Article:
Eight reasons to trade in your iPhone for a Droid

Don't let the iPhone's pretty exterior cause you to overlook the Droid's features. Deb Shinder details eight ways in which the Droid outshines the iPhone.

Don't let the iPhone's pretty exterior cause you to overlook the Droid's features. Deb Shinder details eight ways in which the Droid outshines the iPhone.


The biggest splash in the smartphone market since the iPhone occurred last November when Verizon Wireless unleashed a new potential iPhone killer. The Droid, which runs the Android 2.0 operating system, was heralded by an ambitious ad campaign proclaiming that "what iDon't, Droid does."

Is it all hype or should Apple be worried? A close look at the Droid's specs and features shows that it does indeed have some big advantages over the iPhone. While it may not be as sleek and "sexy" looking as the iPhone, it has features that those of us who depend on our phones for work, as well as for play, want and need. Here are eight reasons smartphone power users may want to consider trading in their iPhones for a Droid.

1: The keyboard craze

As virtual keyboards go, the iPhone has a good one. However, if you need to write a long, involved email message or actually edit a document on the small device, soft keyboards just don't cut it. Another problem is that the onscreen keyboard takes up a large part of the screen, obscuring much of the document that you're typing or the form you're trying to fill out.

The Droid has a slide-out physical QWERTY keyboard that's surprisingly useful, considering the small size and flatness of the keys. And Motorola has managed to fit the keyboard in while still keeping the phone thin -- it's only about one and a half millimeters thicker than the iPhone.

2: On display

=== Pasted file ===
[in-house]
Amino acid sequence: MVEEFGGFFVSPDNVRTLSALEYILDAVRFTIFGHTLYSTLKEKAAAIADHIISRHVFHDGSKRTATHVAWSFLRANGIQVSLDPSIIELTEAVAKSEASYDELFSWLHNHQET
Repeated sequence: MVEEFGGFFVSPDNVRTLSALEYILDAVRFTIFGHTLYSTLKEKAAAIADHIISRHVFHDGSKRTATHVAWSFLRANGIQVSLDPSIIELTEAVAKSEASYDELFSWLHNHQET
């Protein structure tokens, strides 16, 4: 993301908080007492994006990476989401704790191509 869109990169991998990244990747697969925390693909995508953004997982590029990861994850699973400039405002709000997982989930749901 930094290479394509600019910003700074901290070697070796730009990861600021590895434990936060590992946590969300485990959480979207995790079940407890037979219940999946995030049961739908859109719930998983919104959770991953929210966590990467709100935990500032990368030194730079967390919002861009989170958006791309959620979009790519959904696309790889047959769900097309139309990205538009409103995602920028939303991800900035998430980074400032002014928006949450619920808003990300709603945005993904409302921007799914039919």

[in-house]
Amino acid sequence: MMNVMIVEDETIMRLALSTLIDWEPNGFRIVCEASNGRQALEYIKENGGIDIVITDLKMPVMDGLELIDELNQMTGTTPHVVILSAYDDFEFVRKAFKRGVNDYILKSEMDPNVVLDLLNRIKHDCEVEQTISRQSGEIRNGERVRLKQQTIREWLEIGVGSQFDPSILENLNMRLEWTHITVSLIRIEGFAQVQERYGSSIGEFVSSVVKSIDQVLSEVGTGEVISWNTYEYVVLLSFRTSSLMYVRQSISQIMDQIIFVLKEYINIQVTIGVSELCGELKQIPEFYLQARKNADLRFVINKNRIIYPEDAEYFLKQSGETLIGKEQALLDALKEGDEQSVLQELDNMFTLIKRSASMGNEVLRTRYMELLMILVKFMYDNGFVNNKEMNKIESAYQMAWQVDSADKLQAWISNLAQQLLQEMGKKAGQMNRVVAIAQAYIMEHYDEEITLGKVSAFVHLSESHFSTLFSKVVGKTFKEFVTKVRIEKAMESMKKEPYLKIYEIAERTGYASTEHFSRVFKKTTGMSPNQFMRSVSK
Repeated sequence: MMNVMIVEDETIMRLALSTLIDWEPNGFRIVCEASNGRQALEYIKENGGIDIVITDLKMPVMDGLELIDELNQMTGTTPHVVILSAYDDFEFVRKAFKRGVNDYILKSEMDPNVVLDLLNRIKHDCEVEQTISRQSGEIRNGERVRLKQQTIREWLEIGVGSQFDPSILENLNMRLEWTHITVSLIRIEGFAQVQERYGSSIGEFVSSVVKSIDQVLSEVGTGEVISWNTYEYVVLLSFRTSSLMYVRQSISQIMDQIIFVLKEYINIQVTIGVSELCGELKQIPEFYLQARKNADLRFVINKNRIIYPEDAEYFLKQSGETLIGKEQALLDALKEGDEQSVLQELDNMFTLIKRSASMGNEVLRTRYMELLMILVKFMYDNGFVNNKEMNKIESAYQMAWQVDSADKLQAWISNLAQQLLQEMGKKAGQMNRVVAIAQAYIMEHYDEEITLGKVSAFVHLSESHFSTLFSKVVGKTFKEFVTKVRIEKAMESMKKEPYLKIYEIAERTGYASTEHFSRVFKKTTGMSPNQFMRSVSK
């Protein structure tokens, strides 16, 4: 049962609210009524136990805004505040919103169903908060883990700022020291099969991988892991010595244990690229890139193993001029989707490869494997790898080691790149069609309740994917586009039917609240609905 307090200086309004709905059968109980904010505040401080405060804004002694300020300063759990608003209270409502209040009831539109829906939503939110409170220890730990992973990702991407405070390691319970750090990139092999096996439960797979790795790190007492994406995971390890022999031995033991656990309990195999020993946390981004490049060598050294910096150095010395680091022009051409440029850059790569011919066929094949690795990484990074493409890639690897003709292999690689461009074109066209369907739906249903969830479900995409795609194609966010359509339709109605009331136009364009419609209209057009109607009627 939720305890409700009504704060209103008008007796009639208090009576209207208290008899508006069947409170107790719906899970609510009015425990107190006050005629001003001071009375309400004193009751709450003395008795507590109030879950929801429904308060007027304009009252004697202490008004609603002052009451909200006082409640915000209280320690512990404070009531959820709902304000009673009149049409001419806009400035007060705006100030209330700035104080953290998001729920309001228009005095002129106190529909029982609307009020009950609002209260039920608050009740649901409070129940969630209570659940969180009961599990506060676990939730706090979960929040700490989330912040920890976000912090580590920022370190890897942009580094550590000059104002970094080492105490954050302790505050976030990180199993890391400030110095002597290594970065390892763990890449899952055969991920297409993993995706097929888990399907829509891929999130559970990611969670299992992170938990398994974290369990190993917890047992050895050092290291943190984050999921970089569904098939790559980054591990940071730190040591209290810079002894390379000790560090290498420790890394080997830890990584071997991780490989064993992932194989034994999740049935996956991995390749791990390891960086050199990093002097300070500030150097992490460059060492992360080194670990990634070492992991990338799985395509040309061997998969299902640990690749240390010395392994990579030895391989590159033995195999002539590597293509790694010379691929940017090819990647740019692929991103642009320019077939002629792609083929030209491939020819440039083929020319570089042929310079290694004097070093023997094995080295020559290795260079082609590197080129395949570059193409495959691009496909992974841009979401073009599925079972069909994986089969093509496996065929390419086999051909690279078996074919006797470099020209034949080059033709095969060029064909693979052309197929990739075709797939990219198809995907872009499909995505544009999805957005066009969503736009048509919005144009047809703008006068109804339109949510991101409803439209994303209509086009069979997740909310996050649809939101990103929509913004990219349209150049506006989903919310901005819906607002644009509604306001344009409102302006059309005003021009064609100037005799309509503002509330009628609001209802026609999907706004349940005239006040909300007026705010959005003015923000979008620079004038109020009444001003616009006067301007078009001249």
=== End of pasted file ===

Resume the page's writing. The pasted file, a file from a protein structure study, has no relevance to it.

At the time the iPhone came out, it had one of the largest displays ever seen on a smartphone. Just a little difference in display size can make a big difference in usability on such small devices. The Droid's display is larger than the iPhone's (3.7 inches vs. 3.5 inches). More important, the Droid's screen is higher resolution at 854x480, compared to the iPhone's 480x320. Both have capacitive touchscreens that are comparable in responsiveness.

When you're trying to read a Web page or view a spreadsheet on the monitor of a handheld device, bigger definitely is better.

3: Thanks for the (additional) memory

One of the most common complaints that many of us have about the iPhone is the omission of a flash memory slot to allow you to add more storage capacity. The standard iPhone comes with 16 GB of memory built in, or you can pay more for a model that has 32 GB, but you can't add memory to the phone you already have.

The Droid comes with 16 GB, but you can expand that with a 32 GB microSD card. Another advantage of the expansion slot is that you can swap out cards if you want, storing different types of files on different cards. This kind of flexibility and expandability is especially important to business users.

4: A picture is worth a thousand words

Cameras are becoming important components in smartphones, and more and more people are relying on their phones rather than carrying a compact digital camera to snap quick portraits or capture a visual record of what they see. There are a number of factors that affect photo quality. The Droid's built-in camera has specs that rival many standalone digicams. It takes 5 megapixel still photos and can record videos at 720x480. It also has a double LED flash that works quite well for taking photos when there isn't enough ambient lighting.

The iPhone's camera is lower resolution at 3 megapixels and 640x480 video, and it has no flash so that in low light, you're out of luck.

5: Apps just want to be free